Keyes is the Atlanta area finalist of General Mills' Feeding Dreams program that honors African-Americans who are everyday heroes because of the time, energy and talents they invest in improving their communities. Now in its third-year, the program expanded to 10 southeastern cities: Atlanta, Birmingham, Charlotte, Columbus, Jacksonville, Jackson, Memphis, Miami, New Orleans and Norfolk.
Metro Atlanta residents may cast one vote per day through Oct. 31 for Keyes and her nonprofit organization at FeedingDreams.com. The nominee who garners the most votes will receive a $10,000 grant to benefit the charity of his or her choice. All nominees receive a $500 check as acknowledgement of their community service.
In 2002, Keyes founded CHOICES after watching her daughter, now age 22, struggle with being overweight. Her nonprofit aims to increase awareness of childhood obesity through family wellness workshops, interactive nutrition education, summer camps, and a program that teaches overweight girls how to get fit called Sisters in the Lifestyle Intervention Teaching Exercise.
"My daughter was overweight as a child and I felt that the organizations and resources that we had available to us did not quite assist me in the way that it should have," said Keyes.
"So my goal, of course, is just to try and educate children and parents so they don't experience some of the anguish (my family experienced)."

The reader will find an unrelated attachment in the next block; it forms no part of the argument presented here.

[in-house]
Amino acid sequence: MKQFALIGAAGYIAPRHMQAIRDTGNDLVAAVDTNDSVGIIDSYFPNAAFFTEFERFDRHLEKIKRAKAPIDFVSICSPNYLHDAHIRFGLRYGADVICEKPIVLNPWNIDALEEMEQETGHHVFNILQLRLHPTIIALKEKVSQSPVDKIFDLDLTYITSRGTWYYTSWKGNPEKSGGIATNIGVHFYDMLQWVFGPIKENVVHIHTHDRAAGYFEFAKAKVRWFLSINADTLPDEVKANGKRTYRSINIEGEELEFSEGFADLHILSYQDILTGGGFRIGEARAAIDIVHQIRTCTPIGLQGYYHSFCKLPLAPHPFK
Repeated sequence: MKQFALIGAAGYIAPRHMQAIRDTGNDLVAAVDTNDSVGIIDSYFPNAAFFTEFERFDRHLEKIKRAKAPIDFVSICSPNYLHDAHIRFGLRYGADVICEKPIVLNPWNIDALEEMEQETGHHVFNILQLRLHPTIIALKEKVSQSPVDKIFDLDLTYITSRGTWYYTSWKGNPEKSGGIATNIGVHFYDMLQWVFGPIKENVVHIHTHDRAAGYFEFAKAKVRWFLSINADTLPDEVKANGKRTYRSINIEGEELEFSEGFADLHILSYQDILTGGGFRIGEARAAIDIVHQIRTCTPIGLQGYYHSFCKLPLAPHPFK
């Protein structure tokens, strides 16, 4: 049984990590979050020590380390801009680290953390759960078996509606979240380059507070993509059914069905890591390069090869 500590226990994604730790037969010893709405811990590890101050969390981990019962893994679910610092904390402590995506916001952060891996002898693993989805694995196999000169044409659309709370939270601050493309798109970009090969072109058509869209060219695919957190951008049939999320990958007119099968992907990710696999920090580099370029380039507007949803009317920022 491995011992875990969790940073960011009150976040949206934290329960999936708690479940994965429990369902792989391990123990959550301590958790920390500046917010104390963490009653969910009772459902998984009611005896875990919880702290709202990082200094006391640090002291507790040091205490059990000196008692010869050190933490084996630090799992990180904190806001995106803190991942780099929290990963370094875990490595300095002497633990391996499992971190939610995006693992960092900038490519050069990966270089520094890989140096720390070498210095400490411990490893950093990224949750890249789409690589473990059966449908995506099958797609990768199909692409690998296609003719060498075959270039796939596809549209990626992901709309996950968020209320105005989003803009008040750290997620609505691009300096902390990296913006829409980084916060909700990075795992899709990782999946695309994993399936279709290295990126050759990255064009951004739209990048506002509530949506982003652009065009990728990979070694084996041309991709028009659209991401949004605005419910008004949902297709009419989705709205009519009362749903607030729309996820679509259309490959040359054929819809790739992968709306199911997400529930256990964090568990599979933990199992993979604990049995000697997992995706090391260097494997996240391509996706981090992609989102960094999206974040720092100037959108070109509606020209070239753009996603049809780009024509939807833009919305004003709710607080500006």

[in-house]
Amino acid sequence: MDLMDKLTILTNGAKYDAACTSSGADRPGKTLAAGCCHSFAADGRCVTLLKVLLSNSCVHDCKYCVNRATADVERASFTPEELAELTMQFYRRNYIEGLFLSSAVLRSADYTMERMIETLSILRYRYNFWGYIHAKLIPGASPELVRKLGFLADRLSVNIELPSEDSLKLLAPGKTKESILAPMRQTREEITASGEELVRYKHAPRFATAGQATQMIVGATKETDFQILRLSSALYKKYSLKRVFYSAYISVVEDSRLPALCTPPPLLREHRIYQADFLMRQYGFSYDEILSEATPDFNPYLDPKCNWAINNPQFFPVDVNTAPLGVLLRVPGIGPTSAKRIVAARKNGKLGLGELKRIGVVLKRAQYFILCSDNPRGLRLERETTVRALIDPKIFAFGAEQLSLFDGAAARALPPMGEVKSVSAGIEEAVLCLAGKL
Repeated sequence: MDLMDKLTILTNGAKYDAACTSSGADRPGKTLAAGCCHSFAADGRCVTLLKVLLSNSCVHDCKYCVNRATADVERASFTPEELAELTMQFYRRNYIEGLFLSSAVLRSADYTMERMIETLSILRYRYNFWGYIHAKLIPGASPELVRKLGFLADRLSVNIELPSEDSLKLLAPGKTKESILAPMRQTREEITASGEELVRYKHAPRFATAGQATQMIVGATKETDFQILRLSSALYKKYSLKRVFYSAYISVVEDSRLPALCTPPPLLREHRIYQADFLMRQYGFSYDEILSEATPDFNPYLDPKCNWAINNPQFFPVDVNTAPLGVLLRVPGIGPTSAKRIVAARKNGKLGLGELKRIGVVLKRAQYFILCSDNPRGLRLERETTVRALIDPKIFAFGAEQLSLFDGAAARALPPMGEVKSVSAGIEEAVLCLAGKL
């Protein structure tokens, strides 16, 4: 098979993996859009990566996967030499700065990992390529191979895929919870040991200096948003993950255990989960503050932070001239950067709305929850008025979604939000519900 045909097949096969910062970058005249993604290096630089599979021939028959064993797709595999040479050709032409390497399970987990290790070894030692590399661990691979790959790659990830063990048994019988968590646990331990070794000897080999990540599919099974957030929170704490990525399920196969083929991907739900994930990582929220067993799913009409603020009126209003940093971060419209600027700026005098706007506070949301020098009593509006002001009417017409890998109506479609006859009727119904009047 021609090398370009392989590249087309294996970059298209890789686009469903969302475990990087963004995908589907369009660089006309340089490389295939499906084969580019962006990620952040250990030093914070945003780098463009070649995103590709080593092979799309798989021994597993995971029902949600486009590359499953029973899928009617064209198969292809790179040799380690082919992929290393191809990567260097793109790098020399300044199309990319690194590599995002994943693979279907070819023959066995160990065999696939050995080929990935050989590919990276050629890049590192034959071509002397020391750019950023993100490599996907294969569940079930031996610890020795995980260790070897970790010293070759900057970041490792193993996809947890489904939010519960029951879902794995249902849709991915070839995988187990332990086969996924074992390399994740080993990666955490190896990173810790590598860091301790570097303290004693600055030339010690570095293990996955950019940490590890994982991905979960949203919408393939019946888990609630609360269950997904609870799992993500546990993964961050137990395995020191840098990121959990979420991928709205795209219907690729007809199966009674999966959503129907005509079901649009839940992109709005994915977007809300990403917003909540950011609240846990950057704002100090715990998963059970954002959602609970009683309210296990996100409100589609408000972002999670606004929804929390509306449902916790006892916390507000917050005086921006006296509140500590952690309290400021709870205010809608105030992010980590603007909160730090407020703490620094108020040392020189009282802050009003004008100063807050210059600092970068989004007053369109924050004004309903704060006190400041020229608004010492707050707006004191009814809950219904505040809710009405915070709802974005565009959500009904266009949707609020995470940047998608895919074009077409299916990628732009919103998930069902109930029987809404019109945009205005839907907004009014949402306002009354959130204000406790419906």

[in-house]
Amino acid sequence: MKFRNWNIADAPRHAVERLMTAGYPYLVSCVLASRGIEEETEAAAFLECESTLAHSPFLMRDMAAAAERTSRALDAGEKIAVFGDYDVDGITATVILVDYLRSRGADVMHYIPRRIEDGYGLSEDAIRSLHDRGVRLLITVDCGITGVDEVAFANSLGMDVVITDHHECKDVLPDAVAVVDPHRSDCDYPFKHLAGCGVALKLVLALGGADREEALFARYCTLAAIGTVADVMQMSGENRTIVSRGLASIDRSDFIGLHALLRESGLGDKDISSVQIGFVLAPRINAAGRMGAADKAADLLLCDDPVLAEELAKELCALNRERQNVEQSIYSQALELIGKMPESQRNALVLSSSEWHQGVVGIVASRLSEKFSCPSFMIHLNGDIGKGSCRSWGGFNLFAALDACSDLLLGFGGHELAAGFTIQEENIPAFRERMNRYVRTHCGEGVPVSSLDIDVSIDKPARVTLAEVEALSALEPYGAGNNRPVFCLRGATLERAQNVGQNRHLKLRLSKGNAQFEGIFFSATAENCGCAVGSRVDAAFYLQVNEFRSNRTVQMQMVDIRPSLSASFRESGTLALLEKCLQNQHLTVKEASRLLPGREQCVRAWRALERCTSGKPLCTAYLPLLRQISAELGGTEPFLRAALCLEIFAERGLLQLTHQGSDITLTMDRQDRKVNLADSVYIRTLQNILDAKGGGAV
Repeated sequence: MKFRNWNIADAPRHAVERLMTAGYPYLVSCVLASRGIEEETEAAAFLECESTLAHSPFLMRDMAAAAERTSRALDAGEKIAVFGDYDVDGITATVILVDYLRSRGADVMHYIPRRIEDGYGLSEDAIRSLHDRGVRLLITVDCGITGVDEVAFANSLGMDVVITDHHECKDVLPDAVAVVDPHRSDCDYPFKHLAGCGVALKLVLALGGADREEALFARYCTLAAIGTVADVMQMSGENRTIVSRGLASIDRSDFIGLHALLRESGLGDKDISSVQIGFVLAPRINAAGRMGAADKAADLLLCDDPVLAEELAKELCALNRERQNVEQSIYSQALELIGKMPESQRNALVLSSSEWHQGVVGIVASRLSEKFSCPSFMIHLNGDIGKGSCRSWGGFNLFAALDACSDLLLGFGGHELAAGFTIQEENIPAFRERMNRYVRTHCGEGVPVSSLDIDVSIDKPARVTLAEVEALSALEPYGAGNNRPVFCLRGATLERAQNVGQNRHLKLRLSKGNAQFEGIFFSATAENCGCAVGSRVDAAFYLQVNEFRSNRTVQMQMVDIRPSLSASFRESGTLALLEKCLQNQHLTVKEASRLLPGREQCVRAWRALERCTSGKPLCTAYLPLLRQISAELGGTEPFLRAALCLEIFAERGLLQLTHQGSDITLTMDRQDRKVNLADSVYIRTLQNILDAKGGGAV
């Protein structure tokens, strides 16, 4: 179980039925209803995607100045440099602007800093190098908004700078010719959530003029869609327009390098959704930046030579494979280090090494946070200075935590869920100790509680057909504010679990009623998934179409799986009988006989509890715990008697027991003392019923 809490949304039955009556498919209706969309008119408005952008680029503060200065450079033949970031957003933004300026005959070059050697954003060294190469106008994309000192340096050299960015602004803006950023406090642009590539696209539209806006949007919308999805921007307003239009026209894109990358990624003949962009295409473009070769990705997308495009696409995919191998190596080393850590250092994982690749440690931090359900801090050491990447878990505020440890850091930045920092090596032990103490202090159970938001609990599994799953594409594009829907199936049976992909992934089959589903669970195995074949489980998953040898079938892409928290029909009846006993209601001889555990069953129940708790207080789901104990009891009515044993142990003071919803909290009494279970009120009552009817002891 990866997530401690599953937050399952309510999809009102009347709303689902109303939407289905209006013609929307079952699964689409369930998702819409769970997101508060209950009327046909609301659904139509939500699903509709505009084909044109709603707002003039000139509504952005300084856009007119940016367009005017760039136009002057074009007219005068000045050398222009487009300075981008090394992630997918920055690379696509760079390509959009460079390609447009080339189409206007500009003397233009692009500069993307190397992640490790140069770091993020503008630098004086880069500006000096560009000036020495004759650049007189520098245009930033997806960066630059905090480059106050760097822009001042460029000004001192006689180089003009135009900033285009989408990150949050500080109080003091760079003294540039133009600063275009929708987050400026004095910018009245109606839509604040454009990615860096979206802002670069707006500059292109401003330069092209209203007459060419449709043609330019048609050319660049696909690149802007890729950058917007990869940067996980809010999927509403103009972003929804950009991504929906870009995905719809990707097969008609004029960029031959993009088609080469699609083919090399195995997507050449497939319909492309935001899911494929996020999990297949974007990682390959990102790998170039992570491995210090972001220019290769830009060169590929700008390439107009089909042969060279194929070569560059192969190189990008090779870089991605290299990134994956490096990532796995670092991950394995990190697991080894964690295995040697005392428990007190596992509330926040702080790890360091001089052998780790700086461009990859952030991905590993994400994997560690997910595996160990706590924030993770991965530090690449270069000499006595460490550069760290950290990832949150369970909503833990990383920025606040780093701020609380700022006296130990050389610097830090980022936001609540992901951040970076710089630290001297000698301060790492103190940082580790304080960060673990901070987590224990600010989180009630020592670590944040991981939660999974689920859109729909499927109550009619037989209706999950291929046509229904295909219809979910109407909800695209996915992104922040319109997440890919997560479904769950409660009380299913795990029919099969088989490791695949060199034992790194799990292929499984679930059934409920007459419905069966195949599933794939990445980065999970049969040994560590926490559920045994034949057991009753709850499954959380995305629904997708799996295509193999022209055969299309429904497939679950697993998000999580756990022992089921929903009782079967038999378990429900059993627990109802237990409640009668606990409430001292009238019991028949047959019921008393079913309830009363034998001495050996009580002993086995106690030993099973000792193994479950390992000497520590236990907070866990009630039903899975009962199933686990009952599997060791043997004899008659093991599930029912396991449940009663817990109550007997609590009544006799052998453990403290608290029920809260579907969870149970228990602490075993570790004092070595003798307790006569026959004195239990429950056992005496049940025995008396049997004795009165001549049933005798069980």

Each year, CHOICES conducts about 50 mobile expos in which it visits metro Atlanta after-school programs and health fairs to teach people the importance of healthy eating through activities and games.
On Friday, the Marietta-Roswell Alumnae Chapter of Delta Sigma Theta Sorority Inc. partnered with CHOICES and the Marietta Sixth Grade Academy to hold a mobile expo at the school in recognition of September being National Childhood Obesity Awareness Month.
First Lady Michelle Obama has taken up the cause during her husband's first two years in office, which caught the attention of the sorority chapter, said chapter President Patsy Pattman. Last year, the chapter conducted a healthy eating on a budget program.
"We work with children, we have a mentoring program already, so this childhood obesity just fits right in with it," Pattman said. "It may be a little late with some of us, but if we can catch them at this age and start teaching them now, then it carries on into their adulthood."
Keyes said her advice to parents is to help children understand that they have options when it comes to food. Using the nutrition facts label on the back of food and beverage packages is a good way to decide what to eat, she said.
"You're trying to get them to understand that you're only allowed like 40 grams of sugar a day and if you drink a soda - depending on what type of drink - you've already had your quota of sugar for the day," she said.
On Oct. 2, CHOICES will host a nutrition expo at the Atlanta State Farmers Market at 16 Forest Parkway in Forest Park.
To learn more about CHOICES and vote, visit www.choicesforkids.org.